Who do you miss that you didn't really know? Who would you pick to have dinner with?
edit on 2/28/2015 by ~Lucidity because: typo'd...ugh
Could it be that fear of sadness is what drives us to achieve greater things? I wonder. Perhaps this is the emotion which drives mankind to build the
highest monuments, to make a mark on the universe before they die, to defeat death itself. Perhaps it is what drives Man to make an eternal gift
Because in the end, men are not defined by what they are, but by what they do.
I used to pass a very elderly gentleman who shined shoes each day in the lobby of my building as I went on my way to work. He always had a smile or
kind word. He always stopped to assist anyone who may have had their hands full or tripped or whatever. He always new what was going on when there was
activity, drama or some sort of festivity. He seemed to know everyone.
Then one day he was just gone. And the world was diminished for me for a long while afterwards...it just felt lonelier.
edit on 2/28/2015 by kosmicjack because: (no reason given)
The first person that came to my mind was JFK . I remember being on the school bus and someone flagged the bus to stop and told the driver about the
assassination . I didn't know much about him at the time but can remember the effects it had on the adults that were speaking about it at the time .
Just typing into google brings up About 52,600,000 results . I sometimes wonder about the man and what might have come to be with America had he
finished his term and left to influence the country . I fail to imagine any of the bad things about him personally contributing in a negative way to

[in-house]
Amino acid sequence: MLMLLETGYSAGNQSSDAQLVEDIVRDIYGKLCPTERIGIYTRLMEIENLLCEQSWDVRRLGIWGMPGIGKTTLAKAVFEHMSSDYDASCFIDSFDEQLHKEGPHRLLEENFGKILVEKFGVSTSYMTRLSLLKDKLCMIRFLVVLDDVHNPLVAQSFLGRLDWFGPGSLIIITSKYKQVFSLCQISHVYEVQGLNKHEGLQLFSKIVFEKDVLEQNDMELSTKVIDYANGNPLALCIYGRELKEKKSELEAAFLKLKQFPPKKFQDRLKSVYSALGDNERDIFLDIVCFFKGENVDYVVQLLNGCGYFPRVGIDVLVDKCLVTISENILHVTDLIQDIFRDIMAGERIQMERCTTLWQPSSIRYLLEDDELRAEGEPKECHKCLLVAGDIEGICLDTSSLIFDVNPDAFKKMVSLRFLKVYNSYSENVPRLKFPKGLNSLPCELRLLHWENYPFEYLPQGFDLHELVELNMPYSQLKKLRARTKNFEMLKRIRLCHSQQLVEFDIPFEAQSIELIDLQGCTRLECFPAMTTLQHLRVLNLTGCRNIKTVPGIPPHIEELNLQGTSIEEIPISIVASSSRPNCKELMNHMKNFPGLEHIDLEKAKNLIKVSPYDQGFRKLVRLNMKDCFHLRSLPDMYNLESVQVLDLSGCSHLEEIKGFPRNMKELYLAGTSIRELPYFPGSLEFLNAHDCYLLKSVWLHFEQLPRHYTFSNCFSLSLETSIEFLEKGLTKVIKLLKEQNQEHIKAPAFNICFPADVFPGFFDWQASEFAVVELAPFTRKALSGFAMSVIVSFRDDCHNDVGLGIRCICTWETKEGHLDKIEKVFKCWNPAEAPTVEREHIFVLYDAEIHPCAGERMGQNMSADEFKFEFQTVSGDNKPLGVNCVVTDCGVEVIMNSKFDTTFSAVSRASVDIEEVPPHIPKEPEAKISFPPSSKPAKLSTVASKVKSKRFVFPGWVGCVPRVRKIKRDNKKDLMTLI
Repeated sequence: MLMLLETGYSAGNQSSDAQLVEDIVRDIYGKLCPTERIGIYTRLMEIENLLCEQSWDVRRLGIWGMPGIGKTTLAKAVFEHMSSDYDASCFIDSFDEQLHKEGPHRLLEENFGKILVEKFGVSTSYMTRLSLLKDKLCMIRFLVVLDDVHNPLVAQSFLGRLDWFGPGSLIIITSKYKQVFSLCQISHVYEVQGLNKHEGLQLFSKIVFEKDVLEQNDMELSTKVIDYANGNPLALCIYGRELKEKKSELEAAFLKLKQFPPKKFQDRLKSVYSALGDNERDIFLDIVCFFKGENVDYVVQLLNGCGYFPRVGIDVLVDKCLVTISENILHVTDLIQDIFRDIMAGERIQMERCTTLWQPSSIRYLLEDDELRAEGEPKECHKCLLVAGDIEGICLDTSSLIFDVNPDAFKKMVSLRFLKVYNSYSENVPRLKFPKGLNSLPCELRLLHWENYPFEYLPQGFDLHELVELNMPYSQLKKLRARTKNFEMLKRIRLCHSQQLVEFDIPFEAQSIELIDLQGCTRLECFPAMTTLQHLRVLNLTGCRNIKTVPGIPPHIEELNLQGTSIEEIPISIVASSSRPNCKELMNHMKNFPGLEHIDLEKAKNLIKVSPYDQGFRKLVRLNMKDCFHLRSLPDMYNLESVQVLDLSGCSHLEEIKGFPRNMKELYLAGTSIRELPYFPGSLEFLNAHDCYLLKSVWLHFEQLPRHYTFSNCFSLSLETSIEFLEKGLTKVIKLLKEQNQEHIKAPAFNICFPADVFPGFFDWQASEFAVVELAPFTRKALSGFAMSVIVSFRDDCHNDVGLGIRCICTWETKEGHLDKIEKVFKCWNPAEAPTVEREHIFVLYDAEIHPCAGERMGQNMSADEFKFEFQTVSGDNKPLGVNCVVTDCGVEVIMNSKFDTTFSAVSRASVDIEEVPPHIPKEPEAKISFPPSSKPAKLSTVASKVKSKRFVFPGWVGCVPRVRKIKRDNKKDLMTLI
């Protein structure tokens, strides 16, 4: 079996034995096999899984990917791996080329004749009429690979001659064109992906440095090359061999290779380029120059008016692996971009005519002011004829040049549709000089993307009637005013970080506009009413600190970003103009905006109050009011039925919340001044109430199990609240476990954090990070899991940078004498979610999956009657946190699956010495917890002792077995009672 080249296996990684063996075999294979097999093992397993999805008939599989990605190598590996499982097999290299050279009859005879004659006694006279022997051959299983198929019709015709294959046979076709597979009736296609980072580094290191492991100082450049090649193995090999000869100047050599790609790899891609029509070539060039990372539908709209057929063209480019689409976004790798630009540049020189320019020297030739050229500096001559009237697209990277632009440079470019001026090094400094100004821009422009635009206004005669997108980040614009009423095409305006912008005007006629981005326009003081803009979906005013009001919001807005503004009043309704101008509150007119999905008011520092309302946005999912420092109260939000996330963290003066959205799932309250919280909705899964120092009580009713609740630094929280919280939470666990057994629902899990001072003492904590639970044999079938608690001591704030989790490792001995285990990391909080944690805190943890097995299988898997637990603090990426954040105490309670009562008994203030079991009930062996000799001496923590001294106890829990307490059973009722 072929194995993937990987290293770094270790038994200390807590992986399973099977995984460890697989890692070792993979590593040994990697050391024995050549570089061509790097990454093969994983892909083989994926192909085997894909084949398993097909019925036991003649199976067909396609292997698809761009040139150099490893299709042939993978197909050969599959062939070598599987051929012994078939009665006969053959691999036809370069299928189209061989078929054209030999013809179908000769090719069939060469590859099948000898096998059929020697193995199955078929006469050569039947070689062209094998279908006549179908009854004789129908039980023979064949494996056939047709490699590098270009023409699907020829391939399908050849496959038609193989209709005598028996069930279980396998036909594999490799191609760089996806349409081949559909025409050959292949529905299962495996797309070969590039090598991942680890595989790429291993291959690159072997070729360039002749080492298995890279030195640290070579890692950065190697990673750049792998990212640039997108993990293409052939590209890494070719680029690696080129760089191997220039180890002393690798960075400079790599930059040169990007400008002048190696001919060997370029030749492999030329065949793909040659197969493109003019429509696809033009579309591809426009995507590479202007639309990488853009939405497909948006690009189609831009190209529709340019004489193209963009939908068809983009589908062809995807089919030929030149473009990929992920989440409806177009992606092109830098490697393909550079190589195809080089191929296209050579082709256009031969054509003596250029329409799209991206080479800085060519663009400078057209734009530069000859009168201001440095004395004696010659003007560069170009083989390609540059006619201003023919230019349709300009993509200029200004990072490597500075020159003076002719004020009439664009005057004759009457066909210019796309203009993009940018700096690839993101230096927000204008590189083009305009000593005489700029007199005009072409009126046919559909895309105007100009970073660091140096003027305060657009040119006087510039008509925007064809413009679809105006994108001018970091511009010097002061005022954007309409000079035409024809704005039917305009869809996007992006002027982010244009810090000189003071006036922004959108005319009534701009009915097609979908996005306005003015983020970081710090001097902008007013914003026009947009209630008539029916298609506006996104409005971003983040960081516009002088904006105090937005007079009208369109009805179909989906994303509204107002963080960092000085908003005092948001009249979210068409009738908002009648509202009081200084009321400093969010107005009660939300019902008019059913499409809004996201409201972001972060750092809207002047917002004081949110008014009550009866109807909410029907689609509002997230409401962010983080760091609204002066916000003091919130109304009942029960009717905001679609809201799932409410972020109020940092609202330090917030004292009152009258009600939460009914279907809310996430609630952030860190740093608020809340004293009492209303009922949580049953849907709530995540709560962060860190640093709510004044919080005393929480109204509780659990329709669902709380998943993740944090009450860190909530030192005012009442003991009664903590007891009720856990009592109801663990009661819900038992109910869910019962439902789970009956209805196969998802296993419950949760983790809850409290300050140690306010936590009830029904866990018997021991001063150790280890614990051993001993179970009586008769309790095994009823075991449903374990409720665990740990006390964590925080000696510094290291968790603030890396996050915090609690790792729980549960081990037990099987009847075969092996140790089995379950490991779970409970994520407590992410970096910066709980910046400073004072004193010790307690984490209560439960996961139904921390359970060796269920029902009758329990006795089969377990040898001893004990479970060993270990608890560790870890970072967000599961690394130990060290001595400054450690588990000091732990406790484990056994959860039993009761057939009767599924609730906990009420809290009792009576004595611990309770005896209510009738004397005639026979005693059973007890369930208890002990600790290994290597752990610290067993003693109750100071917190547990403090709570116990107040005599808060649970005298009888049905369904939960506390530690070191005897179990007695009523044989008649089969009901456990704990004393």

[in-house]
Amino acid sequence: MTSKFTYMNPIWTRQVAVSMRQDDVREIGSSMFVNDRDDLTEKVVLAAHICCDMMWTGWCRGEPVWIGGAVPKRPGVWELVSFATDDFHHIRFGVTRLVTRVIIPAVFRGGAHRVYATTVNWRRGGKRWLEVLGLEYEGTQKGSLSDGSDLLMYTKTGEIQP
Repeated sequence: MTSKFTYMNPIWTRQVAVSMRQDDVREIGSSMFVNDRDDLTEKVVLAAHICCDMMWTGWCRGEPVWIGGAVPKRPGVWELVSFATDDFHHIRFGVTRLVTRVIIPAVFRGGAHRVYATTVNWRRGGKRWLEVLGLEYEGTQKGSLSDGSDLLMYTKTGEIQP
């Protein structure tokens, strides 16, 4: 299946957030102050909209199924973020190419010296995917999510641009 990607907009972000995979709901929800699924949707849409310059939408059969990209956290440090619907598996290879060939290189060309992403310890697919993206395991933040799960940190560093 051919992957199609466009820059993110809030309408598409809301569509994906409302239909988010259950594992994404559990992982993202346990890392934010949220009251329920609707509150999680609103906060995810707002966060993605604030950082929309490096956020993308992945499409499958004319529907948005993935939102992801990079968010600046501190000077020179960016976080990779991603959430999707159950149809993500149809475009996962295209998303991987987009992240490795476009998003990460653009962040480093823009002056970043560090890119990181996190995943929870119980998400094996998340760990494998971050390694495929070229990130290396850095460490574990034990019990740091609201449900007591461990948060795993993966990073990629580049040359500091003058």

the country he loved .
Thinking about it , I would almost bet that ATS may not exist had it not been for JFK .911 may never have happened and most of the crap we see going
on in the world would look much different . thanks for the thread and allowing me to express a feeling that has hovered next to my hear all these
He wasn't a philosopher or political ideologist and didn't create music or great Art. What he did was bring lots of love and kindness to his family,
wildlife, environment and his fans in the general public. His skewering by the ray was one of the first times I'd ever felt true sadness at the death
of someone famous. To me, he represented the very best example of a working class man and he was a crazy bastard too lol He was a rare public figure
whose death brought only tributes
Amy Winehouse, Iain M Banks are another two that spring to mind from recent years. I feel robbed of a Winehouse album and western culture lost one of
its most creative minds in Banks.
On a political level, I miss someone like Thomas Paine or Karl Marx. Not because I agree with their ideologies (maybe some), but because we've had
the same garbage political system for years and need a change of thinking to try and inject more fairness. It's a con to say that change comes from
the masses, it really comes from charismatic people who have access to the elites. A shiny new figure with novel ideas is long overdue.
This content community relies on user-generated content from our member contributors. The opinions of our members are not those of site ownership who maintains strict editorial agnosticism and simply provides a collaborative venue for free expression.